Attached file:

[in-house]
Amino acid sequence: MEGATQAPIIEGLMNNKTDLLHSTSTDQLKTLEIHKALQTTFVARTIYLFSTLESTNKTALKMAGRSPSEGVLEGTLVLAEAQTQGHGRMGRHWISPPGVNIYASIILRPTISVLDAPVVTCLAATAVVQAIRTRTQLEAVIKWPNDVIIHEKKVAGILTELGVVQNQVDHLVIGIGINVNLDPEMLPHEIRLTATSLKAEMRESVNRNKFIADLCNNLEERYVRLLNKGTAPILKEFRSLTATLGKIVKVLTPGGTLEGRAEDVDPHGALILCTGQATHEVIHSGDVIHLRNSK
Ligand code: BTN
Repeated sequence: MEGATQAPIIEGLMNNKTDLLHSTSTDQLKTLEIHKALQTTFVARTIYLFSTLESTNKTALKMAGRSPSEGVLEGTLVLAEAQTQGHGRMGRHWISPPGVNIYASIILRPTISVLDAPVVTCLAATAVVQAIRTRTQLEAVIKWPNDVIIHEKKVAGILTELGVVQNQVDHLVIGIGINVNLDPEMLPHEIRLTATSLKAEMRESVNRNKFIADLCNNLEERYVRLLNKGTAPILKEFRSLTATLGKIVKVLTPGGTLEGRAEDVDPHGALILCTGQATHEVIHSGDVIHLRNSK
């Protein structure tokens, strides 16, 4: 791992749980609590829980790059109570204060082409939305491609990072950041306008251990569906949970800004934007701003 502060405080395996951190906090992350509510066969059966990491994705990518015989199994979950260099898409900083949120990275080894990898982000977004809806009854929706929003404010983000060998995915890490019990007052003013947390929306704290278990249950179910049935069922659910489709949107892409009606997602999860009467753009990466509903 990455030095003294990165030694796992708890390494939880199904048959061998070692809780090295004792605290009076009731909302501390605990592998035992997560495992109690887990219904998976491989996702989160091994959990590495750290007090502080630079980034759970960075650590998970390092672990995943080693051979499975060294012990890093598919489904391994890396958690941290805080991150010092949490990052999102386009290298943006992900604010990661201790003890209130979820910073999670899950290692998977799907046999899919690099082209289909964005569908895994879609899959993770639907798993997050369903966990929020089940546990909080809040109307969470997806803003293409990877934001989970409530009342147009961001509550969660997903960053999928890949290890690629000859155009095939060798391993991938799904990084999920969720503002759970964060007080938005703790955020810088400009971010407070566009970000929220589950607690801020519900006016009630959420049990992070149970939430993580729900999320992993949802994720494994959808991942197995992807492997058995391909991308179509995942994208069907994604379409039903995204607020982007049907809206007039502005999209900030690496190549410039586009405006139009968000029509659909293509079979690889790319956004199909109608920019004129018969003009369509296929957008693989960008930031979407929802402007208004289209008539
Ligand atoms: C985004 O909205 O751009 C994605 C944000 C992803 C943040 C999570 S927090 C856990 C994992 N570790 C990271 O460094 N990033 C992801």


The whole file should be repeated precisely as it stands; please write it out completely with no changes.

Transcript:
[in-house]
Amino acid sequence: MEGATQAPIIEGLMNNKTDLLHSTSTDQLKTLEIHKALQTTFVARTIYLFSTLESTNKTALKMAGRSPSEGVLEGTLVLAEAQTQGHGRMGRHWISPPGVNIYASIILRPTISVLDAPVVTCLAATAVVQAIRTRTQLEAVIKWPNDVIIHEKKVAGILTELGVVQNQVDHLVIGIGINVNLDPEMLPHEIRLTATSLKAEMRESVNRNKFIADLCNNLEERYVRLLNKGTAPILKEFRSLTATLGKIVKVLTPGGTLEGRAEDVDPHGALILCTGQATHEVIHSGDVIHLRNSK
Ligand code: BTN
Repeated sequence: MEGATQAPIIEGLMNNKTDLLHSTSTDQLKTLEIHKALQTTFVARTIYLFSTLESTNKTALKMAGRSPSEGVLEGTLVLAEAQTQGHGRMGRHWISPPGVNIYASIILRPTISVLDAPVVTCLAATAVVQAIRTRTQLEAVIKWPNDVIIHEKKVAGILTELGVVQNQVDHLVIGIGINVNLDPEMLPHEIRLTATSLKAEMRESVNRNKFIADLCNNLEERYVRLLNKGTAPILKEFRSLTATLGKIVKVLTPGGTLEGRAEDVDPHGALILCTGQATHEVIHSGDVIHLRNSK
């Protein structure tokens, strides 16, 4: 791992749980609590829980790059109570204060082409939305491609990072950041306008251990569906949970800004934007701003 502060405080395996951190906090992350509510066969059966990491994705990518015989199994979950260099898409900083949120990275080894990898982000977004809806009854929706929003404010983000060998995915890490019990007052003013947390929306704290278990249950179910049935069922659910489709949107892409009606997602999860009467753009990466509903 990455030095003294990165030694796992708890390494939880199904048959061998070692809780090295004792605290009076009731909302501390605990592998035992997560495992109690887990219904998976491989996702989160091994959990590495750290007090502080630079980034759970960075650590998970390092672990995943080693051979499975060294012990890093598919489904391994890396958690941290805080991150010092949490990052999102386009290298943006992900604010990661201790003890209130979820910073999670899950290692998977799907046999899919690099082209289909964005569908895994879609899959993770639907798993997050369903966990929020089940546990909080809040109307969470997806803003293409990877934001989970409530009342147009961001509550969660997903960053999928890949290890690629000859155009095939060798391993991938799904990084999920969720503002759970964060007080938005703790955020810088400009971010407070566009970000929220589950607690801020519900006016009630959420049990992070149970939430993580729900999320992993949802994720494994959808991942197995992807492997058995391909991308179509995942994208069907994604379409039903995204607020982007049907809206007039502005999209900030690496190549410039586009405006139009968000029509659909293509079979690889790319956004199909109608920019004129018969003009369509296929957008693989960008930031979407929802402007208004289209008539
Ligand atoms: C985004 O909205 O751009 C994605 C944000 C992803 C943040 C999570 S927090 C856990 C994992 N570790 C990271 O460094 N990033 C992801």